Below are brief reviews of some comics that came out between December 21, 2016 and January 11, 2017 (so we’re about a week behind). The holidays made it difficult to find time to go pick up my books, so there were a lot waiting for me. This wasn’t even all of them!
There is at least one panel in this issue that feels like further evidence for my claims about Coates’s intentions in his approach to Black Panther in my review at the Los Angeles Review of Books, in that he seeks to challenge certain ennobling assumptions about Wakanda that are in their own way racist stereotypes born of a colonialist mindset. This is a strong issue because it deftly brings together a bunch of threads and points them towards the arc’s climax, and yet the results feel so inevitable that I have to hope there there is some twist coming I cannot foresee, despite wanting what I assume will be the conclusion. This is an issue where the static talky style of the writing and art actually work, because the ideological and emotional stakes need to be clearly delineated.
So far most issues of Champions have felt like much doesn’t happen in them. Issue #4 feels that way, too. But that’s just because there is no plot to move forward, instead Waid is providing us with a series of encounters that simply allow the characters to breathe and gel. I like it. It feels like an old school book in that way, because it seems meandering, not concerned with providing a measly apportioned piece of plot decompressed across a whole issue. It is fun to read [time-displaced young] Cyclops and Ms. Marvel develop a respect and friendship. I like Miles Morales’s quips. I even like Viv and Nova. Good stuff. The art is vibrant and the sense of movement in the figures and panel work is energetic. Still, I am thinking of dropping this book just to save some money.
The Flintstones #7 (released 1/4/2017)
Creative Team: Mark Russell (writer), Rick Leonardi (pencils), Scott Hanna (inks), Chris Chuckry (colors)
Despite having a fill-in artist (Rick Leonardi! I don’t think I’ve bought a comic with his art since the late 80s!), The Flintstones manages to keep its look, but the tone seems a little different. This is probably because it is narrated in the form of report by the Great Gazoo to his home planet (in this version of The Flintstones, the Great Kazoo is a space-cop/anthropologist that is meant to watch them, but allow “natural evolution” by only getting involved to prevent contamination of the culture by other aliens). As such, there is neat juxtaposition between his cynical pessimistic (if true-sounding) report on humanity’s likelihood of destroying itself, and a story that is about human beings struggling to be moral, while continuing to be selfish and lazy. Against this backdrop, Fred, who is a kind of moral compass for the capacity of humanity to be good, is working to save the life of a worker buried on some fallen rocks. This issue seems the least critical of civilization of the title so far, and I am not sure yet if it is an improvement or not. I will say that I plan to stick with the book.
Hulk vol. 4, #1 (released 12/28/2016)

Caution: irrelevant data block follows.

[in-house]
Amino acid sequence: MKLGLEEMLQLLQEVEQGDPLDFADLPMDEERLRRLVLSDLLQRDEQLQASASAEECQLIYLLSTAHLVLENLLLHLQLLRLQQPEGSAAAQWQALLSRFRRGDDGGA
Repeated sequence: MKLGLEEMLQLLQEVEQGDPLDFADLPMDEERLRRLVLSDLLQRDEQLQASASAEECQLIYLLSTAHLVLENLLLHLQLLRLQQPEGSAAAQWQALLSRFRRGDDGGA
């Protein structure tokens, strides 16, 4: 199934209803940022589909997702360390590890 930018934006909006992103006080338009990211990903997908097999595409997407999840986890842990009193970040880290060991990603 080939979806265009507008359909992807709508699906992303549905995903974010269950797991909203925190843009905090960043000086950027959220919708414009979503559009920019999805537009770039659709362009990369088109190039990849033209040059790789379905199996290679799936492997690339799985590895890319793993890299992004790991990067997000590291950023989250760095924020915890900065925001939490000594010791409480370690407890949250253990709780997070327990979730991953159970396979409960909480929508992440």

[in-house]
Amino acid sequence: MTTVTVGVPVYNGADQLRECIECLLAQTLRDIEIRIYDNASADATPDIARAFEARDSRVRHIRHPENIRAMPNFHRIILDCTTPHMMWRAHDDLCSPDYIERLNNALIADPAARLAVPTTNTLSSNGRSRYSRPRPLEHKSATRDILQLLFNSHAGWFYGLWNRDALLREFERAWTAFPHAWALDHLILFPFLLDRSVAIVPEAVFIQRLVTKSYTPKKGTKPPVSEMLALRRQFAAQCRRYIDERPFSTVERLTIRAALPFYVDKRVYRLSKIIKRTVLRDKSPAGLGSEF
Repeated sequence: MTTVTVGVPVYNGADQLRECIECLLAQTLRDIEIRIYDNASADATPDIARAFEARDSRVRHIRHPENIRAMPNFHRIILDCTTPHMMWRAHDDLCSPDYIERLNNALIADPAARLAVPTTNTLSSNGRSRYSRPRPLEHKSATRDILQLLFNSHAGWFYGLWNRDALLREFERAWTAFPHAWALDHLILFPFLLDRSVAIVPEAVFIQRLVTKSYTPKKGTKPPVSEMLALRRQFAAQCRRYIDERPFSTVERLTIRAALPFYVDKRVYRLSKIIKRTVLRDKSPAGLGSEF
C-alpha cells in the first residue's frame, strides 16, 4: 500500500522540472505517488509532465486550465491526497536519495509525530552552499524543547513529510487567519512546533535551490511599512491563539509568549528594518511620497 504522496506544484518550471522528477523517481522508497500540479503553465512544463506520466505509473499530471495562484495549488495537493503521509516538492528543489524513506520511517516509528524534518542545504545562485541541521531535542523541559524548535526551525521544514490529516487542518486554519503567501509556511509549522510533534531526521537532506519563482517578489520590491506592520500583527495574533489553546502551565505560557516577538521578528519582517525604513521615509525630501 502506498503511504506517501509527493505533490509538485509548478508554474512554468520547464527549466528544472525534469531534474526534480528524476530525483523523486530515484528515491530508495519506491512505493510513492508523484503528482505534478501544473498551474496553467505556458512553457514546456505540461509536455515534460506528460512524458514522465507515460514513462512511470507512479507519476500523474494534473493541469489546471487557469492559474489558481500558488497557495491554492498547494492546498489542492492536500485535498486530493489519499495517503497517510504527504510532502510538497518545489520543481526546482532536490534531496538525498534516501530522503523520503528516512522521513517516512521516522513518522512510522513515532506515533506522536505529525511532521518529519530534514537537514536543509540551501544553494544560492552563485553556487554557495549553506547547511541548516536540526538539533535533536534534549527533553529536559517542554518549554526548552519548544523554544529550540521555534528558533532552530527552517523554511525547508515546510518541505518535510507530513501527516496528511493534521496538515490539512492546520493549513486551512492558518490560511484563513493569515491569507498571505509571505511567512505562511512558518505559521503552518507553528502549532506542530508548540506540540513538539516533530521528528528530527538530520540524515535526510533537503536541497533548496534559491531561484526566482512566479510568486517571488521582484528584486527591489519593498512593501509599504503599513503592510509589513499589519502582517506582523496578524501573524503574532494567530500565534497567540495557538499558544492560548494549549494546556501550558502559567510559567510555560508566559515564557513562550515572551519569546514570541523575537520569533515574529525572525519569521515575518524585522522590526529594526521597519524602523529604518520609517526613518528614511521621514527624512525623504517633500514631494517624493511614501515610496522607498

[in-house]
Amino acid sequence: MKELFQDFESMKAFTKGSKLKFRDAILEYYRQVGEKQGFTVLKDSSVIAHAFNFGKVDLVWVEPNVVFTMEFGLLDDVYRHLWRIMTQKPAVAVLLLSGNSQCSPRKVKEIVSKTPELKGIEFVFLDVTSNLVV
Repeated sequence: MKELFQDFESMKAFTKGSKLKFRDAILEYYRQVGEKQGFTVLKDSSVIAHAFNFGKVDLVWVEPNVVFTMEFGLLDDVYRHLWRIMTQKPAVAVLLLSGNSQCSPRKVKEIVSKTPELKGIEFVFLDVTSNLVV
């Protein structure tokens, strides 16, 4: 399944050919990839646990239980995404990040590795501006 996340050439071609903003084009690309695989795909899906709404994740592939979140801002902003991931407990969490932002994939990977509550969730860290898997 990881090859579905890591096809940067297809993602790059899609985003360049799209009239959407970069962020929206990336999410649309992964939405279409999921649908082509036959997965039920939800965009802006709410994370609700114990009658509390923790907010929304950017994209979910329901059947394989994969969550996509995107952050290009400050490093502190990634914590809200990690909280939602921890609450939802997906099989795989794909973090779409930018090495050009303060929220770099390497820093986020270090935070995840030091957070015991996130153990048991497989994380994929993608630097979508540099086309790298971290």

Creative Team: Mariko Tamaki (writer), Nico Leon (pencils, inks), Matt Milla (colors)
Now that Bruce Banner is dead (killed by Hawkeye in Civil War II after finally being cured by Amadeus Cho, the new Totally Awesome Hulk), Jennifer Walter is now the only Hulk left (well, if you don’t count Amadeus Cho, I guess), and thus having awakened from her Thanos-induced coma, she has dropped the “She.” She is now the Hulk. Or something. . . It might just be an advertising gimmick. Anyway, this new series finds Jen getting back to her lawyerly life and suffering the consequences of deep trauma which trigger her transformation. Except, uh. . .she doesn’t transform in this issue. She nearly does, but manages to hold it off. The whole issue is designed to reinforce mental strain and psychological distress as a result of her trauma, but I hope this series makes room for the fun-loving energetic She-Hulk, too. Trauma and PTSD are not simple on or off conditions.
Ms. Marvel vol. 4, #14 (released 1/11/2017)
Creative Team: G. Willow Wilson (writer), Takeshi Miyazawa (pencils, inks), Ian Herring (colors)
I continue to love this comic. It does what serialized superhero comics used to do so well, develop characters through a sense of setting and relationships, while simultaneously trying to profit off of whatever are the current fad, if by “current” we mean, at least two years old. In this case, Kamala’s adventure starts as a result of some weirdness with her World of Warcraft guild. Miyazawa does a great job with the art duties, with Herring’s colors being the perfect compliment.
Monstress feels like a slow book, but the slow burn works for the material, especially given the gorgeous detailed art. However, there were some portions of this particular issue where the art felt too dark and cluttered. It may have been the coloring, but everything for a good four pages was obscured. The action was hard to decipher. It was hard to follow the scene and made the narrative hiccup in a way it has not in the previous eight issues. My confusion might have have also been a result of it being hard to keep track of all the secondary characters month to month, and thus not being sure for a second if something was a flashback or happening simultaneously somewhere else. Still despite this, I enjoyed the issue and look forward to the coming adventure on the mysterious Isle of Bones.
Occupy Avengers #2 & #3 (released 12/21/2016 and 1/11/2017)
Creative Team: David Walker (writer), Carlos Pacheco (pencils), Rafael Fonteriz (inks), Sonia Oback (colors)